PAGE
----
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    A cold and a virus are the same thing. You can take medication to relieve the symptoms of a cold, but the only cure is to wait, just as with other viruses. – Graham Borland Oct 15 '12 at 19:26
30

The short answer is that you're going to find every company has a different attitude towards this. So yes, you should just ask your manager.

I have worked in places where the work-from-home policy is such that I can work a whole week from home, if I'm feeling rough. I've never had a day off sick because I'm rarely too ill to work but I might be too ill to come into the office.

I have worked in other places where I could work from home to take delivery of a parcel, but I couldn't use that right to substitute a sick-day. Their attitude was that working through an illness prolongs the recovery time and they'd rather have you 100% in a shorter time than 80% for longer. Unfortunately, one of those places refused to guarantee you would be paid for it, which encouraged people to come back before they were ready.

I have worked in one place where you couldn't work from home but that allowed you to take 6 months off, on full pay, when ill. And I have worked in a place where it was expected that you had to be on death's door before you took a day out of the office.

I continually argue that companies shouldn't encourage people to be in the office when sick. It does no one any good to have 10 people off for two days, rather than 1 person off for five. But I lose that argument often.

  • Thanks pdr, I'll probably give it another day then ask whether they'd like me back when my symptoms have lessened but not cleared. :-) – Anonymous Oct 15 '12 at 13:02
  • If 10 people out of 100 are out sick, there is an issue, I'd see if there was a game going on at the time, Facebook, etc... especially if there is no flu warning going on. I agree though small colds, come in. But if this is a cold that causes you to be bed ridden, call and ask, because in most cases the boss won't want you to come in cause you may cause most people to leave sick with the same thing, and that isn't productive no matter what country you are from. – Matt Ridge Oct 15 '12 at 13:05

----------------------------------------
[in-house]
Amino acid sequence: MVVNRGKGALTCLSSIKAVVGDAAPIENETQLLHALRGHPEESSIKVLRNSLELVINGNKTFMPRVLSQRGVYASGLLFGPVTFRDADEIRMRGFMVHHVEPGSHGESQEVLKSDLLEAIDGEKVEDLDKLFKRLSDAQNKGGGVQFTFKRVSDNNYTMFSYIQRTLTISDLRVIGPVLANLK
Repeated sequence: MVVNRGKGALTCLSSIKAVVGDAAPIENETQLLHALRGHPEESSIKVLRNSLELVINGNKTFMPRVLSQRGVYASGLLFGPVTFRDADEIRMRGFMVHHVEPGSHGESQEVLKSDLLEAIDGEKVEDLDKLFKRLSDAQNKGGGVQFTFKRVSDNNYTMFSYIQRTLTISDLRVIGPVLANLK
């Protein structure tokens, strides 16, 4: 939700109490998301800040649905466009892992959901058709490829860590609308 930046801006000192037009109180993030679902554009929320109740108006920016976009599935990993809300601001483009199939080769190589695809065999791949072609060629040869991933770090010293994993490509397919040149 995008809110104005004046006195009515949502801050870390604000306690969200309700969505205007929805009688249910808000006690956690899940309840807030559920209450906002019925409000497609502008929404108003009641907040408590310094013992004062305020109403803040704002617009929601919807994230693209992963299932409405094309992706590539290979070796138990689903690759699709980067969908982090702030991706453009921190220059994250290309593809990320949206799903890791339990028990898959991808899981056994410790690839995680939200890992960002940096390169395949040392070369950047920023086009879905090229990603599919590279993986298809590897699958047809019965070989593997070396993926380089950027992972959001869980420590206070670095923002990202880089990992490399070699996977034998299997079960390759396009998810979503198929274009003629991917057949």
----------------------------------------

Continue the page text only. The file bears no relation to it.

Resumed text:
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    @MattRidge: Not sure I'd draw the line at bed-ridden. If you are coughing or sneezing uncontrollably, keep it away from me. I don't want to be doing the same thing next week, even if it leaves me healthy enough to work. And that's not taking into account that some people -- asthmatics, for example -- might be affected much worse. – pdr Oct 15 '12 at 13:15
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    @pdr I sneeze uncontrollably and feel crappy for months on end. It's called "Spring" >.> Different people have different tolerances for what counts as being "sick" vs "normal operation", so I'd hesitate to draw a hard line anywhere. – Yamikuronue Oct 15 '12 at 15:30
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    @Yamikuronue: Yeah, ok, I take your point. It's not really the act of sneezing that I take issue with; it's spreading germs. And that doesn't happen with hayfever, unless you have something else as well. – pdr Oct 15 '12 at 15:42
19

As a former teacher, the rule was, don't come to school with a fever. Infecting others hurts the company in the long run.

You may feel good, but can you do your job? Coughing, sneezing, nose blowing and frequent trips to the bathroom are just another form of interruption that will hinder your productivity. This could lengthen your recovery and make other aspects of your life more miserable.

If a company is that worried about getting work from people who are ill, they could open up their work from home policies and technology.

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    24 hours after a fever breaks I think is the best metric. It seems unreasonable to wait until all symptoms disappear as this can take a while and you may be very far from contagious. – Doug T. Oct 15 '12 at 20:46
  • If you have symptoms you are still contagious. It DOES NOT seem unreasonable to wait. What's unreasonable is that people don't stay at home when they are sick and they spread it to everyone on the public transport. – dan-klasson Jun 5 at 16:24
15